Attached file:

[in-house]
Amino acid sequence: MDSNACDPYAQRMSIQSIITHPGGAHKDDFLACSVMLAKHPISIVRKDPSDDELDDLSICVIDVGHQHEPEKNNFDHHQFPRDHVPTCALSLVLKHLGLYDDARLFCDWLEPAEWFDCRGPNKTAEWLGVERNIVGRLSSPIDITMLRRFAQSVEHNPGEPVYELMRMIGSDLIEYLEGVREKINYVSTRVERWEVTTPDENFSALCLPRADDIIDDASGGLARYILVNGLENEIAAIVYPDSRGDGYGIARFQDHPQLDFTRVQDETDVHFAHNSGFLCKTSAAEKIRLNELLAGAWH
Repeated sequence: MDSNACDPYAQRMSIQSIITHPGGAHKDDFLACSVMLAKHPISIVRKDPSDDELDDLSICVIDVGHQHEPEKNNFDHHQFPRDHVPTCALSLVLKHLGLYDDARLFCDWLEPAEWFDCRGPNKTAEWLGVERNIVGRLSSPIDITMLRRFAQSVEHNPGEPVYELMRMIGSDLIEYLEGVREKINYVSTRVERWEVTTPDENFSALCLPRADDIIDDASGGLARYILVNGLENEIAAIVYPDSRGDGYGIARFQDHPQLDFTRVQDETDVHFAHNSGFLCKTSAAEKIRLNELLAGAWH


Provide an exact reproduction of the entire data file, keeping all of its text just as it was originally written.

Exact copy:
[in-house]
Amino acid sequence: MDSNACDPYAQRMSIQSIITHPGGAHKDDFLACSVMLAKHPISIVRKDPSDDELDDLSICVIDVGHQHEPEKNNFDHHQFPRDHVPTCALSLVLKHLGLYDDARLFCDWLEPAEWFDCRGPNKTAEWLGVERNIVGRLSSPIDITMLRRFAQSVEHNPGEPVYELMRMIGSDLIEYLEGVREKINYVSTRVERWEVTTPDENFSALCLPRADDIIDDASGGLARYILVNGLENEIAAIVYPDSRGDGYGIARFQDHPQLDFTRVQDETDVHFAHNSGFLCKTSAAEKIRLNELLAGAWH
Repeated sequence: MDSNACDPYAQRMSIQSIITHPGGAHKDDFLACSVMLAKHPISIVRKDPSDDELDDLSICVIDVGHQHEPEKNNFDHHQFPRDHVPTCALSLVLKHLGLYDDARLFCDWLEPAEWFDCRGPNKTAEWLGVERNIVGRLSSPIDITMLRRFAQSVEHNPGEPVYELMRMIGSDLIEYLEGVREKINYVSTRVERWEVTTPDENFSALCLPRADDIIDDASGGLARYILVNGLENEIAAIVYPDSRGDGYGIARFQDHPQLDFTRVQDETDVHFAHNSGFLCKTSAAEKIRLNELLAGAWH